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The Call of the Kereru: The Question of Customary Use

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Title:The Call of the Kereru: The Question of Customary Use
Authors:Weaver, Sean
Keywords:customary use
indigenous peoples
New Zealand
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LC Subject Headings:Oceania -- Periodicals.
Date Issued:1997
Publisher:University of Hawai'i Press
Center for Pacific Islands Studies
Citation:Weaver, S. 1997. The Call of the Kereru: The Question of Customary Use. The Contemporary Pacific 9 (2): 383-98.
Abstract:The debate concerning the customary use of indigenous wildlife has recently
brought conservation into the arena of race relations and cross-cultural negotiation
in New Zealand. Mâori people are reclaiming rights to harvest traditional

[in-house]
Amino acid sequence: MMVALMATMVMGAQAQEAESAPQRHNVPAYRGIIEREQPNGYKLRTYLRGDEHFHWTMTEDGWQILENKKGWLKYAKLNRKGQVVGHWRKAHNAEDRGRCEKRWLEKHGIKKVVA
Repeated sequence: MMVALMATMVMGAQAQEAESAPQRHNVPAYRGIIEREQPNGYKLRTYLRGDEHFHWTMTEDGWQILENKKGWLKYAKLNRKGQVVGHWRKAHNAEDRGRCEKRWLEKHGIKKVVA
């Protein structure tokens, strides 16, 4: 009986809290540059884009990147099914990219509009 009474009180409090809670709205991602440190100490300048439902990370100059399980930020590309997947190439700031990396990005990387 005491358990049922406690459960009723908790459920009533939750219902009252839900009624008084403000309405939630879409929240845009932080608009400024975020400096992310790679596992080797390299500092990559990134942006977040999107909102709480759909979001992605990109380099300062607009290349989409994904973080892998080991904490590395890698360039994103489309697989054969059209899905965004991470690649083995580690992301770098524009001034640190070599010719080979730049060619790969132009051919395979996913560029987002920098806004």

food sources as part of a current project of cultural revival. Indigenous bird species,
which form part of this traditional diet, are legally protected, and as such, a
conflict has arisen between Mâori communities and (predominantly European)
environmentalists. Effective conservation of indigenous bird populations requires
a commitment by both Mâori and Pâkehâ alike to ensure the survival and flourishing
of such birds and their habitats. Cooperation in conservation management
is unlikely to occur if Mâori people are continually denied access to engage in
traditional practices. Customary forms of conservation, within the cultural framework
of healthy Mâori communities, can conceivably operate in association with
modern conservation management. However, this will only become possible if
Mâori people are able to engage in and control the use of their own traditional
resources, thereby enhancing such communities and necessitating the conservation
of cultural treasures.
Appears in Collections: TCP [The Contemporary Pacific], 1997 - Volume 9, Number 2

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